2. fibers- are long and slender and are arranged in threads

2 water conducting cells of the xylem

2.vessel elements
(these are dead at maturity and this is the reason they are rigid)


are elements that align end to end to form long micropipes (look like tubes)

sugar conducting cells of the phloem

1.sievie-tube elements (are alive at functional maturity, they don't have organelles)
2.sievie plates are the porous end walls that allow fluid to flow between cells along the sievie tubes

indeterminate growth

the plant grow throughout it's life is called

determinate growth

some plants cease to grow at a certain size is called


are perpetually embryonic tissue and they are allow for indeterminate growth

apical meristems

are located at the tips of the roots and shots and at the axillary buds of shoots, they are the primary growth

primary growth

length or how long is gonna be

secondary growth

width or how thick the plant is apical meristem-growth, it happens in woody plants, in their stems and roots but rarely in the leaves
-characteristic of gymnosperms and many eudicots but NEVER monocots

lateral meristems

add the thickness to woody plants and they help protect the plants from fire and they are called secondary growth.

2 lateral meristems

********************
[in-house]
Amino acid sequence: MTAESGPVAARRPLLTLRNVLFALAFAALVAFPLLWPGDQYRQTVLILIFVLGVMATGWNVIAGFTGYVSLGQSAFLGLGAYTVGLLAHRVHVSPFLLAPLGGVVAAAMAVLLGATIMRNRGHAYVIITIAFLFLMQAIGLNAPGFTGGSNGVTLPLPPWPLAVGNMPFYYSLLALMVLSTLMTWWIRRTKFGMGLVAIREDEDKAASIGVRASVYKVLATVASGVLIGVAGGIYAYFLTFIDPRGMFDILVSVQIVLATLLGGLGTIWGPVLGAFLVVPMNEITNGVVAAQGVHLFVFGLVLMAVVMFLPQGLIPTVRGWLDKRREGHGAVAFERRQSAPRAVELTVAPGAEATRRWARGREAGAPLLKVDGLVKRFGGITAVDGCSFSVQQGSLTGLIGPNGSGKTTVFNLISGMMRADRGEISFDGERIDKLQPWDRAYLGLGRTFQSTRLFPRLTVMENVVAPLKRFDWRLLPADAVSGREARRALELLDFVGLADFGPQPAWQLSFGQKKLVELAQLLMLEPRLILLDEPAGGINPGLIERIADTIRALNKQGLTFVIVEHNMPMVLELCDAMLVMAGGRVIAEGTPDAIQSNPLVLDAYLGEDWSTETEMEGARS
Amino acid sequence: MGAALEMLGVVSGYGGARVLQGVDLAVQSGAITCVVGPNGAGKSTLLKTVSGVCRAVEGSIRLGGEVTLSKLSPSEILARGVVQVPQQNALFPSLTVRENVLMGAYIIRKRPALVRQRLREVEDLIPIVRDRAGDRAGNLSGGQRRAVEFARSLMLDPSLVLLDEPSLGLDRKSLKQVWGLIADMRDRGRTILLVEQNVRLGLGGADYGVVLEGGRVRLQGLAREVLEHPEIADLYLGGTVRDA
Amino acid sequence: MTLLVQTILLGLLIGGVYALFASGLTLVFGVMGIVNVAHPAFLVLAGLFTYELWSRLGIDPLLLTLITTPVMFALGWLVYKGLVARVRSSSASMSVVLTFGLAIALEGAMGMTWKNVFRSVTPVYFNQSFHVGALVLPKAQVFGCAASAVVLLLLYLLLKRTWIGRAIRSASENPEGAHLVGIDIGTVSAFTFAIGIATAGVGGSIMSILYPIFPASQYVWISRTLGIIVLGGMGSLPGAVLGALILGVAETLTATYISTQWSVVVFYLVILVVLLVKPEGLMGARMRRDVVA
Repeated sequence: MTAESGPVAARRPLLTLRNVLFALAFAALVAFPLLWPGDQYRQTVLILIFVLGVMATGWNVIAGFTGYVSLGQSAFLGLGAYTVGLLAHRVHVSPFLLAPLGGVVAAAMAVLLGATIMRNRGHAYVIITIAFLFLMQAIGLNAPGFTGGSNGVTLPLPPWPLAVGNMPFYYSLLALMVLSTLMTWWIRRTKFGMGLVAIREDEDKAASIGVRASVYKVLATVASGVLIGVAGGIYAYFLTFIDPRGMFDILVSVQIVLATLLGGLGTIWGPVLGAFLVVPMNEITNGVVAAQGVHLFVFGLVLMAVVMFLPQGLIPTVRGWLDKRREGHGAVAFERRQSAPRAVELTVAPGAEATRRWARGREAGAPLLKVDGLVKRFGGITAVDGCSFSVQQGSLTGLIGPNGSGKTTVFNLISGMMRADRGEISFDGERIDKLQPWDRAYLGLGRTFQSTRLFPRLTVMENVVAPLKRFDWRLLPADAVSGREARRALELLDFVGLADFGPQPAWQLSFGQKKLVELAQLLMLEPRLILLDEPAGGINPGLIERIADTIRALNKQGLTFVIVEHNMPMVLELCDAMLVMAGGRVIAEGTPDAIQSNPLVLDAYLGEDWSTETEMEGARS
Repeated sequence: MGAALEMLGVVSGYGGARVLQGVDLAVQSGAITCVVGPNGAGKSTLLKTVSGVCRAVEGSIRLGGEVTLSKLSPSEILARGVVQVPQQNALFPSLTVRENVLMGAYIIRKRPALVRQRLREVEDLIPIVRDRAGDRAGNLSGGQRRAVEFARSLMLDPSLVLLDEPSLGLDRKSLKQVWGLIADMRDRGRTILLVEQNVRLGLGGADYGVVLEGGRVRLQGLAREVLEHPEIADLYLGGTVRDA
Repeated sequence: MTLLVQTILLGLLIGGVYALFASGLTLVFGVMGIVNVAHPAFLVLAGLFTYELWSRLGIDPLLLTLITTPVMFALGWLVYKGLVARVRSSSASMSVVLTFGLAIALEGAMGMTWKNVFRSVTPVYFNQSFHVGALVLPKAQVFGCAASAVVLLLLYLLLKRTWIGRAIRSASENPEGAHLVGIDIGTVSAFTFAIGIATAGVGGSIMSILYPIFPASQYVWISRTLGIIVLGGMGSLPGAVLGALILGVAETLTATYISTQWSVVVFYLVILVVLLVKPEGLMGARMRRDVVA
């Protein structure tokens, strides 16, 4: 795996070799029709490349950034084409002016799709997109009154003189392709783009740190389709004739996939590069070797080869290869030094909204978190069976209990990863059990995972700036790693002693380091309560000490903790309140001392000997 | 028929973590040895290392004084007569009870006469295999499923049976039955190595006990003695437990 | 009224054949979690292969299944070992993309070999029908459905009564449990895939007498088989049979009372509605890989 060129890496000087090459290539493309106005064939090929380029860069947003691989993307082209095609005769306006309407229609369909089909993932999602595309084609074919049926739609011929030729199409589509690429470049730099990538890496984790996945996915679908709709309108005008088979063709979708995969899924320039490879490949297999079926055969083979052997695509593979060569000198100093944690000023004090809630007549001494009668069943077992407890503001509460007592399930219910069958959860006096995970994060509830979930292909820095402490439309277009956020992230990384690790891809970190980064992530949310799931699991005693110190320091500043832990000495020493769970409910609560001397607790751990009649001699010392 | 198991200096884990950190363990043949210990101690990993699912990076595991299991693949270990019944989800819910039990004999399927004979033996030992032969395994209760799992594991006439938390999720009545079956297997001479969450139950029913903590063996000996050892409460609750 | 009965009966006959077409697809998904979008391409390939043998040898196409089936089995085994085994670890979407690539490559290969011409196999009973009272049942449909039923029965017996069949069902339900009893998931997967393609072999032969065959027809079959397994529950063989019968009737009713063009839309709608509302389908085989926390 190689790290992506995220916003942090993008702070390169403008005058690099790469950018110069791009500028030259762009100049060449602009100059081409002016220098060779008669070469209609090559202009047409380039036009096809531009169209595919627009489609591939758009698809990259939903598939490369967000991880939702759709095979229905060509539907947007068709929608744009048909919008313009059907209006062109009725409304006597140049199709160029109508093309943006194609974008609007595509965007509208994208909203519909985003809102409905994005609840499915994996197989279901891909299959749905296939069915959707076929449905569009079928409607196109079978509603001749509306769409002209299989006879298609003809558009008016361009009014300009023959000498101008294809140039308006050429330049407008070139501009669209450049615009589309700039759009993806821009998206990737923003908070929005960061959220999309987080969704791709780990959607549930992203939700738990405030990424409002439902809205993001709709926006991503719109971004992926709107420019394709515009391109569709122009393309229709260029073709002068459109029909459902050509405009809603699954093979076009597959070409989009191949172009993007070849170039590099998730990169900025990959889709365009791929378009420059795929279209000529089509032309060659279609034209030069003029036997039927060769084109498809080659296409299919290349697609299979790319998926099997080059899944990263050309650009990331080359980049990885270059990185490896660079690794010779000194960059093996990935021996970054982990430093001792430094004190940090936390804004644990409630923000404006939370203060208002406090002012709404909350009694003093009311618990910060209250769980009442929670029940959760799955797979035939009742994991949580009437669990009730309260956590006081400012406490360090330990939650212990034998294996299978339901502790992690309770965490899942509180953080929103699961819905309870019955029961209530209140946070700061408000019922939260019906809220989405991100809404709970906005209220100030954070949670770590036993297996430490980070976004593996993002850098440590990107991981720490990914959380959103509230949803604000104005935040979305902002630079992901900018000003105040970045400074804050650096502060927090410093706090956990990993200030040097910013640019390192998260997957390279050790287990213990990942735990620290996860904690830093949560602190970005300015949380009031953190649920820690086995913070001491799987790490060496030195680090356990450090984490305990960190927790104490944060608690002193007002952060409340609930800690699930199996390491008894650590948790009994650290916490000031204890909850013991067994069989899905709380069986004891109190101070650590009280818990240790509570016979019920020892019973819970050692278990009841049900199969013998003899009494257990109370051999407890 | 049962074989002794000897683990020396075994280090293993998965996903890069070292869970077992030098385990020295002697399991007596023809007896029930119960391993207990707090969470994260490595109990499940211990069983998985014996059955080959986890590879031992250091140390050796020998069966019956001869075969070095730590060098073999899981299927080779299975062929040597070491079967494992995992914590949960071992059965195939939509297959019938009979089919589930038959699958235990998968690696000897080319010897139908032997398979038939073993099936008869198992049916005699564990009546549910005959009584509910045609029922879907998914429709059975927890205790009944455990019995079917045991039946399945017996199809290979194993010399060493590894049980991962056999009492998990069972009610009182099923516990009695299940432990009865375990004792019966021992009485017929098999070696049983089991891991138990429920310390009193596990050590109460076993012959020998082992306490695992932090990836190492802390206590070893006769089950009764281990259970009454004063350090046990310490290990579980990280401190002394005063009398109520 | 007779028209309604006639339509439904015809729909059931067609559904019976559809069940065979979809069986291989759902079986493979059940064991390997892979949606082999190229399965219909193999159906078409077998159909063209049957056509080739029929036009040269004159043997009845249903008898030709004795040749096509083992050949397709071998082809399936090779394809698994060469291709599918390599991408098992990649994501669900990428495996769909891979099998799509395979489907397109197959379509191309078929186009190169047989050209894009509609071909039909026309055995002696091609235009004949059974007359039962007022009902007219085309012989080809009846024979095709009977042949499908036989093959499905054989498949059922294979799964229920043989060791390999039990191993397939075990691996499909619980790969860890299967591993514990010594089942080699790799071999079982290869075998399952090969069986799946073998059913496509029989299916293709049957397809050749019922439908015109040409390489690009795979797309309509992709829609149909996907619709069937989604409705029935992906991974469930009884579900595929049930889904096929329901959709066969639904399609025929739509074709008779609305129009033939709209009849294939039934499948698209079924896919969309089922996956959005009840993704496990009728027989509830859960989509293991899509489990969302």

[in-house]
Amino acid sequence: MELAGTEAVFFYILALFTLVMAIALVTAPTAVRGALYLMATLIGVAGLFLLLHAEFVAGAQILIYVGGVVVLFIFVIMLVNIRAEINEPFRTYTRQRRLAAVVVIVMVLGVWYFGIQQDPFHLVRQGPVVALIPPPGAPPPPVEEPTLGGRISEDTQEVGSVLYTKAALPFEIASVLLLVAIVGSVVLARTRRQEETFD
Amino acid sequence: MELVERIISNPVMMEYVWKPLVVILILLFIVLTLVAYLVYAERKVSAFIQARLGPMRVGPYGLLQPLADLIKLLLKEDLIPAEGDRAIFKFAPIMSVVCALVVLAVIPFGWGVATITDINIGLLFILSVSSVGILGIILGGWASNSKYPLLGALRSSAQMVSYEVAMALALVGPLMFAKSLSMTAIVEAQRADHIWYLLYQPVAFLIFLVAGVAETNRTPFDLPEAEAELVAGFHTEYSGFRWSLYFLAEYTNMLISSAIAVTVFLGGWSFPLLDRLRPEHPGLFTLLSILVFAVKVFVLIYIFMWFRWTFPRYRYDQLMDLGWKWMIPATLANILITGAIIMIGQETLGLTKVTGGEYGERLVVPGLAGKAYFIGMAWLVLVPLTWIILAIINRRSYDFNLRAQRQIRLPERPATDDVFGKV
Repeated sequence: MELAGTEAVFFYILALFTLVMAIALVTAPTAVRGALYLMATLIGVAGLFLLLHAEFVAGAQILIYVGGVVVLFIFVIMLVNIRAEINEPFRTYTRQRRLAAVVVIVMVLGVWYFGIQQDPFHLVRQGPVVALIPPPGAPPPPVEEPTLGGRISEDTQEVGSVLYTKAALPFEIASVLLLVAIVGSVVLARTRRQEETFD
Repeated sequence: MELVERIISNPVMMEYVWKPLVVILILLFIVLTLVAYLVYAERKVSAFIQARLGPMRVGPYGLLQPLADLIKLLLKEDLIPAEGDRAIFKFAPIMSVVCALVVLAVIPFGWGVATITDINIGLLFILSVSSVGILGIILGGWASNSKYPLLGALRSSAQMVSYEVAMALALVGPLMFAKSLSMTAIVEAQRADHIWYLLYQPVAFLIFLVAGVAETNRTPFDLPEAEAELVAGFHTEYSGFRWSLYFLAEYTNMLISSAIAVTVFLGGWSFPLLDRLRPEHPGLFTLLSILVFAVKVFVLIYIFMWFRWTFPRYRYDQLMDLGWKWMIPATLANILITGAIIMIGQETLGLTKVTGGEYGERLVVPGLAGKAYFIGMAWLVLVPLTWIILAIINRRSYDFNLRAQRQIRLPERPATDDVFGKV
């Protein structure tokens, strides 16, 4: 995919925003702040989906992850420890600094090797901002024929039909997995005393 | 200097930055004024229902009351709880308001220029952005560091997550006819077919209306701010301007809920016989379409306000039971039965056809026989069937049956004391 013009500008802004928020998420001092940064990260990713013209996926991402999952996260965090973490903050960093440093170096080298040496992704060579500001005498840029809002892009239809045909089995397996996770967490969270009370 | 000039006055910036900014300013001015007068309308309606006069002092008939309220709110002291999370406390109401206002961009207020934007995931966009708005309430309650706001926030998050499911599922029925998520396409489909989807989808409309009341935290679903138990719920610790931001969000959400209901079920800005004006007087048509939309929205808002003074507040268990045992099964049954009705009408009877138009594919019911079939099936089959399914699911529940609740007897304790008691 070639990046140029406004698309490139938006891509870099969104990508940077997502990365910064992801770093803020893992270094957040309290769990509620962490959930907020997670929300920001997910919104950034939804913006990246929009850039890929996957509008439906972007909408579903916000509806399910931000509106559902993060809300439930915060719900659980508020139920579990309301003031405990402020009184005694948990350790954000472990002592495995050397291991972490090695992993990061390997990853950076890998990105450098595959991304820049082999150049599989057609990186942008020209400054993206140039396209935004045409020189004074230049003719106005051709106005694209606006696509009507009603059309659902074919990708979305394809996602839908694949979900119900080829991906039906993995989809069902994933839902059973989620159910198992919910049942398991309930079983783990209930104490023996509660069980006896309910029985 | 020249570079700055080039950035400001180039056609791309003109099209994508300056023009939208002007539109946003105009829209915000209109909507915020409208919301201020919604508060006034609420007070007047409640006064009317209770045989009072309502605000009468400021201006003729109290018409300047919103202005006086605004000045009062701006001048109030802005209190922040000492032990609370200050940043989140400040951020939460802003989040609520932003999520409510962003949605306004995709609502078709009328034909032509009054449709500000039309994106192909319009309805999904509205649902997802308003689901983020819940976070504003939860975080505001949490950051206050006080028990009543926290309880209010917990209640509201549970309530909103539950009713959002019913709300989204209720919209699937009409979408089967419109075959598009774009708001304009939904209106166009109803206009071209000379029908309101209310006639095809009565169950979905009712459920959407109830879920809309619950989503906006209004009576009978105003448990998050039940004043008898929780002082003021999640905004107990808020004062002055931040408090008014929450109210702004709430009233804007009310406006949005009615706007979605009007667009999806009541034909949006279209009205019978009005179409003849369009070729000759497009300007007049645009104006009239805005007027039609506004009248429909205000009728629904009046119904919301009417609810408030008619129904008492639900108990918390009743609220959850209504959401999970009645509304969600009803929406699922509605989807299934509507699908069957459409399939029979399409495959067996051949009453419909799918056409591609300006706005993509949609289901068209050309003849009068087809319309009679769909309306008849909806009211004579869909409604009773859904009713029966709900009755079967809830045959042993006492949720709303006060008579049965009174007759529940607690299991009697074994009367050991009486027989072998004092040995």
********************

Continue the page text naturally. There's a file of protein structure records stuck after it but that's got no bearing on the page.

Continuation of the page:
1. vascular cambium
2. cork cambium

vascular cambium

adds layers of vascular tissue called seconday xylem (wood) and secondary phloem

cork cambium

replaces the epidermis with periderm, which is thicker and tougher, bark protection (protection from predators, fire, etc)


complete their life cycle in a year or less


require two growing seasons


live for many years

root cap

covers the root tip, and protects the apical meristem as the root pushes through the soil

growth occurs behind the root tip, in three zones of cells

(0. root cap, protects the roots and helps them)
1. zone of cell division
2. zone of elongation
3. zone of differentiation, or maturation

leaf primordia

leaves developed from them, along with the sides of the apical meristem (bc that's where cell division occurs)


allows CO2 and O2 exchange between the air and the photosynthetic cells in a leaf

guard cells

the flanked cells on each stomatal pore, and it will regulate its opening and closing (almost looks like a moth)


the tissue that is sandwiched between the upper and lower epiderms of the leaf. is in the inside of the leaf

the vascular cambium

as the plant ages, it's diameter will be larger

to figure out the age of the tree (dendrochronology)

count the lines, and 1 line = 1 year

secondary xylem

accumulates as wood and consists of tracheids, vessel elements (only in angiosperms) and fibers

early wood

is formed in the spring and has thin cell walls to maximize the water delivery

late wood

formed late summer, thick water calls and contributes more to the stem support

cork cells

deposit waxy suberin in their walls and then they die

periderm consists of

-cork cambium
-and cork cells it produces


consists of all the tissues external to the vascular, including secondary phloem and periderm